Recent show highlights 

  • EDITORS NOTE: Graphic content / Damaged glass and adhesive measuring tape is pictured on a bus window at the scene of a shooting that left one person dead and seven injured, including a child, in downtown Seattle, Washington on January 22, 2020. - At least one person was killed and seven others, including a child, were wounded on Wednesday after gunfire broke out in downtown Seattle near a popular tourist area, police and hospital officials said. Police said at least one suspect was being sought in connection with the mass shooting that took place near a McDonald's fast food restaurant, just blocks away from the Pike Place Market. (Photo by Jason Redmond / AFP) (Photo by JASON REDMOND/AFP via Getty Images)

    How to cover gun violence as a public health emergency

    Experts say coverage should be holistic, not episodic. Abene Clayton, the lead reporter for the Guns and Lies in America project for The Guardian, says that reporters should "spread their time and attention on gun violence equitably" and says media coverage tends to favor shooting stories with "surprise value." Kyle Pope also weighs in.
  • How subscriptions and streaming are changing media

    Brian Stelter says newsroom leaders are concentrating on three "s's" in their roles: streaming, subscriptions, and standards. CNN's Oliver Darcy raises a concern that "quality news is more and more being moved behind paywalls" while lower-quality and hyper-partisan sources remain free.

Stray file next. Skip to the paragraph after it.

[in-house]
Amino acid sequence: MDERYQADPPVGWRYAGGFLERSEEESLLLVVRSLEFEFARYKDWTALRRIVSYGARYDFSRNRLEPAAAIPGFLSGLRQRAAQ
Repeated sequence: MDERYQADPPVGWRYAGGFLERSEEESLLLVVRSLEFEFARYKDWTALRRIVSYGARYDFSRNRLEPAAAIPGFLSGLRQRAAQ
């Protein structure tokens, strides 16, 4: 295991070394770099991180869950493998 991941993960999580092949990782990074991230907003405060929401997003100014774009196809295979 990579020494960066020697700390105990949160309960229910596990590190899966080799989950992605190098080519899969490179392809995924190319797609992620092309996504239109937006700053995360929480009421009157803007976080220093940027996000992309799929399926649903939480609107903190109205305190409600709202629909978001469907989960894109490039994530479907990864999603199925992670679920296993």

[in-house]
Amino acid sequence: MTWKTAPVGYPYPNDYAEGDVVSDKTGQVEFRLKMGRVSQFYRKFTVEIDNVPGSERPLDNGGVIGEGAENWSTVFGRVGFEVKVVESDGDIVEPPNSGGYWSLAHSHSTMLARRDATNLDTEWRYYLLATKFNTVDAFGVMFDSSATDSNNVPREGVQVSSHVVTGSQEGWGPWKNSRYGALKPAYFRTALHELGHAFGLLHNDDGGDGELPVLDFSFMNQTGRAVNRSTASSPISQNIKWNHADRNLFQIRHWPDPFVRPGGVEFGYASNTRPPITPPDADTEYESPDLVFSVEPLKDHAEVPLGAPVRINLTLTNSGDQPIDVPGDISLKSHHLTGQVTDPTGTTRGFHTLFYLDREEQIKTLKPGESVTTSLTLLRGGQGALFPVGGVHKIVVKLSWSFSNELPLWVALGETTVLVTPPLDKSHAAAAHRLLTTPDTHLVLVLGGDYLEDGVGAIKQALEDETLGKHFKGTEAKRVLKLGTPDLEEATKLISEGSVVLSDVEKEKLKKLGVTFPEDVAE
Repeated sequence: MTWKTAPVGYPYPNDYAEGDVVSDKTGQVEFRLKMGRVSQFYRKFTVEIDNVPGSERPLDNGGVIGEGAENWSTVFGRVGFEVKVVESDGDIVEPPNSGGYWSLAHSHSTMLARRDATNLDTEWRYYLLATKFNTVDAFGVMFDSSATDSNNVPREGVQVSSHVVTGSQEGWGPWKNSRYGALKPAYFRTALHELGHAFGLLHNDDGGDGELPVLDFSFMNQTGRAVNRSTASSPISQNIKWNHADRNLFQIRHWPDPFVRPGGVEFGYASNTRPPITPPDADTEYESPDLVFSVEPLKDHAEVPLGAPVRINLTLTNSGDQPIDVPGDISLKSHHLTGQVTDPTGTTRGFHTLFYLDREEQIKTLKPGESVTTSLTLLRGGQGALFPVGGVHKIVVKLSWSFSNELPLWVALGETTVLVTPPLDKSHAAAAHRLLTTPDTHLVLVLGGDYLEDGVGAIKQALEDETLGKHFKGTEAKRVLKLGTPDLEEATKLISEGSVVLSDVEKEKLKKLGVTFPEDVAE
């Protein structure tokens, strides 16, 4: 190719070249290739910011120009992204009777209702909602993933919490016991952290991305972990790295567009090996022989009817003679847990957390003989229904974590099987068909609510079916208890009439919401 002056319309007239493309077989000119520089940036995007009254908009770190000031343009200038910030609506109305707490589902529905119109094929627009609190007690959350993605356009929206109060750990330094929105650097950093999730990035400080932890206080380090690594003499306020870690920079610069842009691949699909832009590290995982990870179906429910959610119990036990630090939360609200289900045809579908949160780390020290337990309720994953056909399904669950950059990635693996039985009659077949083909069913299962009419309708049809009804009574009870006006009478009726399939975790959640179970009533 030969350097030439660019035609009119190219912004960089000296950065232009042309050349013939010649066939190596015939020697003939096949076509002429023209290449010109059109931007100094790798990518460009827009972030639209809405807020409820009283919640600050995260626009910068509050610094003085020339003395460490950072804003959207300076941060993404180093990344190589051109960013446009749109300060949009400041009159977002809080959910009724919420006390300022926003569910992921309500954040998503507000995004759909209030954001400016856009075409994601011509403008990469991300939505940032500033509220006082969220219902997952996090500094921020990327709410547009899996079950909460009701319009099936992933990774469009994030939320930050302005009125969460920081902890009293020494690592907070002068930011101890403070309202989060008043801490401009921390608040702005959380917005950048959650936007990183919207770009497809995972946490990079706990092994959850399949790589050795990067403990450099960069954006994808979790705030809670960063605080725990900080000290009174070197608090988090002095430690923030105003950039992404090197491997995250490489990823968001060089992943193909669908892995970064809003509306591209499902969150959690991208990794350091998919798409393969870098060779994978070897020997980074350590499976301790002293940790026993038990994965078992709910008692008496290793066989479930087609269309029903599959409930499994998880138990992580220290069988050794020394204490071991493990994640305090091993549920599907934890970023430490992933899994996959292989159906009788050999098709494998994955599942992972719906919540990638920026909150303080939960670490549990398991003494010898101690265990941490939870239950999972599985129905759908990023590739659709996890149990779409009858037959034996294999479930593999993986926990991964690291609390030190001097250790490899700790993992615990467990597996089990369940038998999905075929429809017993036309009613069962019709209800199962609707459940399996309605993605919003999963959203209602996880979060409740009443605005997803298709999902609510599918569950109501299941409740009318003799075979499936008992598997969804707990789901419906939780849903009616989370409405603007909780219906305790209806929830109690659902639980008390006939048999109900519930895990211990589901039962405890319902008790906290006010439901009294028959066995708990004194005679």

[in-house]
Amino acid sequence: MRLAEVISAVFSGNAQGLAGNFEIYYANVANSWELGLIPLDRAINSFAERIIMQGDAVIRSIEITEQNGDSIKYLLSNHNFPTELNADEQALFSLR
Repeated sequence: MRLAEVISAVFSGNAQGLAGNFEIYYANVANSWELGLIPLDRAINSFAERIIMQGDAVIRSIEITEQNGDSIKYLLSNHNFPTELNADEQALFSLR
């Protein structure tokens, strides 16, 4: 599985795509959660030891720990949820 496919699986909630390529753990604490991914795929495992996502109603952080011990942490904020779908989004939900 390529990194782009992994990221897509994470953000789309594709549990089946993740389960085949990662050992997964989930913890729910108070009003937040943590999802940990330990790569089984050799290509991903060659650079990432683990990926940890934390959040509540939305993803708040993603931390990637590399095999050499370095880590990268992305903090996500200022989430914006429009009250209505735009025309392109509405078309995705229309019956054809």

• 'Tidal wave of change' at American newsrooms

    Claire Atkinson discusses the "amazing tidal wave of change" in leadership at newsrooms like ABC, CBS and Reuters: "Women and people of color are now suddenly in the driver seat, deciding what news we see at a time when the news has never been more important."
  • Amid Covid-19 confusion, remember that 'science requires patience'

    "If something that you read or see seems too good or too bad to be true, it probably is," infectious disease specialist and NowThis contributor Laurel Bristow says. Bristow discusses the Johnson & Johnson vaccine pause, suggesting that "the reason for the pause was really kind of lost in the drama and the scare."
  • Journalists assaulted and arrested during Minnesota unrest

    The Minnesota governor is vowing to implement changes after members of the media were mistreated and wrongfully arrested in Brooklyn Center, Minnesota. Brian Stelter recaps the recent incidents and talks with two CNN correspondents, Miguel Marquez and Sara Sidner, about navigating tense situations during the unrest.
  • Newsrooms need to question official narratives

    Oliver Darcy says many people "want to believe the official police narrative" in the wake of a shooting, but "skepticism" should be applied right away, given that video often "ends up undermining" police accounts. Abene Clayton says it "reduces someone's humanity" to simply pass along a police press release version of events.

 

  • Brian Stelter

    Chief Media Correspondent and Anchor of Reliable Sources
    Brian Stelter is the chief media correspondent for CNN Worldwide and anchor of Reliable Sources, which examines the week's top media stories every Sunday at 11:00 a.m. ET on CNN/U.S. Stelter reports for CNN Media, and writes a nightly e-newsletter.